How often to nurse — and how long?

Essential information to rememberWhen you’re breast-feeding, don’t watch the clock—watch your little one. Trying to nurse on a schedule won’t protect against irritated nipples and could deprive your baby of needed nourishment. Better to watch your baby for signs of hunger and satisfaction!

How often you nurse varies a great deal from one baby to another. What’s important is that your baby latches on properly, nurses effectively and swallows your milk.

Mother’s milk is rapidly digested, and infants’ stomachs are small, so it’s normal to breast-feed frequently during the first weeks of life. When you’re at the learning stage, the process of nursing, stimulating, burping and diaper-changing can take from 45 to 90 minutes. With time, as your baby develops the ability to nurse more effectively, breast-feedings will become shorter and less frequent.

During growth spurts, your baby will nurse more frequently during the day and at night—sometimes as often as every hour. Frequent breast-feeding increases milk production. This is a passing phase, but it’s a very intense one for moms. Family support can be very important during these periods.

Giving your baby commercial infant formula or baby cereal results in less stimulation for your breasts and may interfere with milk production.

Does your baby seem satisfied after nursing, only to seek your breast 15 or 20 minutes later? That’s completely normal, especially during the first weeks. Don’t hesitate to nurse again for a little “dessert.”


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Cluster feeding

Feedings are more frequent at certain hours of the day and less frequent at other times. Evenings can be a challenging time because most babies tend to get cranky and nurse a lot. They sleep a bit, cry a bit, nurse a bit and need comforting. Some babies may want to nurse almost non-stop for a few hours. They may then sleep for longer periods. “Cluster feeding” is normal, although it can leave you with the impression you don’t have enough milk because your breasts are soft and have less time to produce new milk.

One breast or two? Or more?

The number of times that your baby will want to change breasts during a feeding will depend on:

  • the quantity of milk accumulated in the breast;
  • his appetite and age;
  • the time of day.

Your baby might nurse from one breast or both during a feeding, and you should go along with his preference. Let him nurse from the first breast until he’s full. When he starts to let go or becomes drowsy, try burping him. Then offer the other breast: he’ll take it if he’s still hungry.

You can change breasts more than once during a feeding. Some babies release the breast as the flow of milk slows. Offering the second breast gives the milk glands in the first breast a chance to refill. If your baby isn’t full after nursing at the second breast, he can return to the first one. And if he’s still hungry, change once more to give him the second breast again.

At the next feeding, start with the breast that was offered last or the one your baby nursed from least. If you don’t remember, offer the breast that feels heavier.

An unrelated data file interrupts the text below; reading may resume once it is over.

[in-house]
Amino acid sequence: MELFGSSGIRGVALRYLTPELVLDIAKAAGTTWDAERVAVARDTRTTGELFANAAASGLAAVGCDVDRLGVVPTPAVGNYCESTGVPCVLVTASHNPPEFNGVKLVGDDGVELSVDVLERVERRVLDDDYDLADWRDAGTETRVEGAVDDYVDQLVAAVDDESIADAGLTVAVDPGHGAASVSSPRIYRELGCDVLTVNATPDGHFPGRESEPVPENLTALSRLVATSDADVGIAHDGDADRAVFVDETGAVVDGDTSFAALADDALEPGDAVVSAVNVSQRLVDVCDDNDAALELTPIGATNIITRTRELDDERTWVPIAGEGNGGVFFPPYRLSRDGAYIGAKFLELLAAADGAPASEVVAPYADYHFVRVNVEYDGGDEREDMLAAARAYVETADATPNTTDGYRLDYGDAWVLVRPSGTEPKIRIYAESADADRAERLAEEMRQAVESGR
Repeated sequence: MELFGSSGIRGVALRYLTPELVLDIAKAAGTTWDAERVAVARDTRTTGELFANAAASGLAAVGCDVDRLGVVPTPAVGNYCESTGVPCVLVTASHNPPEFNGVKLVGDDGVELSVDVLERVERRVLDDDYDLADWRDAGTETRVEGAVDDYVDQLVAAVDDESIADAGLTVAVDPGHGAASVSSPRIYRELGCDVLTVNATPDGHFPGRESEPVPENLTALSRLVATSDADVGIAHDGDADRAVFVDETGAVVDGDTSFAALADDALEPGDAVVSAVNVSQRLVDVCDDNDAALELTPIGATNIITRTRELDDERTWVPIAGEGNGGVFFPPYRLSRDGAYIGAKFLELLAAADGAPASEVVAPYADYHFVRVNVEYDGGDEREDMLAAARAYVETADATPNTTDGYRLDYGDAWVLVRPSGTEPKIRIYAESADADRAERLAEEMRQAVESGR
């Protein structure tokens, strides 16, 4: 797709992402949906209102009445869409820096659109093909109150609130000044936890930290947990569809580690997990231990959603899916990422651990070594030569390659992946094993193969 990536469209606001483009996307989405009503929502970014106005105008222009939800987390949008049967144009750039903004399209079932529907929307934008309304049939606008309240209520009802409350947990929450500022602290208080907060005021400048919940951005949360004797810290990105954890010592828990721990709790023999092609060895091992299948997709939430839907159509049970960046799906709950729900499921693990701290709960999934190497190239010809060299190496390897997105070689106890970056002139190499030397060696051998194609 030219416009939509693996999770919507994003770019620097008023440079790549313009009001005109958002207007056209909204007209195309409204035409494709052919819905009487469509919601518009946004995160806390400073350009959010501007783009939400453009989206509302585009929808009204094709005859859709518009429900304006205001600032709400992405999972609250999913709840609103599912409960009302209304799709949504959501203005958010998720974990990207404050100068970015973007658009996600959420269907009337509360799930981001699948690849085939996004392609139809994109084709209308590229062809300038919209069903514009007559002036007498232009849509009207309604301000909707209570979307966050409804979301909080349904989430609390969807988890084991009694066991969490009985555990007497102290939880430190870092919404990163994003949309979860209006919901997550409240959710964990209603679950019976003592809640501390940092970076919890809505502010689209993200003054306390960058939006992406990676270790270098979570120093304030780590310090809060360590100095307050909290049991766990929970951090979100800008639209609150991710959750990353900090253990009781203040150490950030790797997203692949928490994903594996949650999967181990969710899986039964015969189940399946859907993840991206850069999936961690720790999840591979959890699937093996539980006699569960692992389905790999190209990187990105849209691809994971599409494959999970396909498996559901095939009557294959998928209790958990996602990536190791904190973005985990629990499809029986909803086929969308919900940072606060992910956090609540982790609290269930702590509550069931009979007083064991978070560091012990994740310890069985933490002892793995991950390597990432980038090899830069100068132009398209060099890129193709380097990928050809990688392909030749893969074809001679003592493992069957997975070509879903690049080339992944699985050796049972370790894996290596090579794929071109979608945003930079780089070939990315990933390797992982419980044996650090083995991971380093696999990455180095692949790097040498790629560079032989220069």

Breast compression

Breast compression is a technique you can use if your baby doesn’t nurse effectively enough to get the milk he needs. It increases milk flow and keeps your baby nursing more actively. Use this technique if your baby:

  • falls asleep quickly when nursing;
  • isn’t gaining enough weight;
  • wants to nurse very often or for long periods;
  • seems dissatisfied.

It’s also a very good way to get your baby drinking colostrum during the first few days of life.

Photo: Jean-Claude Mercier

The cross-cradle position is best for this technique. With your hand, make a U shape at the base of the breast, with your thumb on one side and your fingers on the other. Keep your fingers away from the areola so as to not interfere with your baby’s sucking. Squeeze the breast with your whole hand without moving your fingers. This should not be painful or stretch the areola.

Maintain pressure for 5 to 10 seconds or as long as your baby continues swallowing. Release the pressure as soon as he stops drinking, then start again, continuing until he stops swallowing. Offer the other breast in the same way if your baby seems to want it. You can return to the first breast—and the second one again—if needed. Stop using this technique once your baby starts nursing more effectively.

Pacifiers (soothers)

A crying baby is trying to tell you something. He may need food, sleep, comforting or contact; it’s not always easy to know exactly which.

Breast-feeding is more than a way to provide your baby with nourishment. Don’t worry; letting your baby nurse for comfort won’t create bad habits. In many cultures, breast-feeding is used as much to calm infants as it is to nourish them.

The Canadian Paediatric Society makes the following recommendations about pacifiers:

  • ”It’s best not to start using a pacifier until breastfeeding is going well. Talk to your doctor or lactation specialist if you feel your baby needs to use one at this early stage. One exception is for premature or sick babies in the hospital who can benefit from using one for comfort.“
  • ”Always see if your baby is hungry, tired or bored before giving him the pacifier. Try solving these things first“.

Babies also find the warmth of skin-to-skin contact with their fathers soothing. Rocking or carrying your baby in your arms is another great way to provide comfort and reassurance.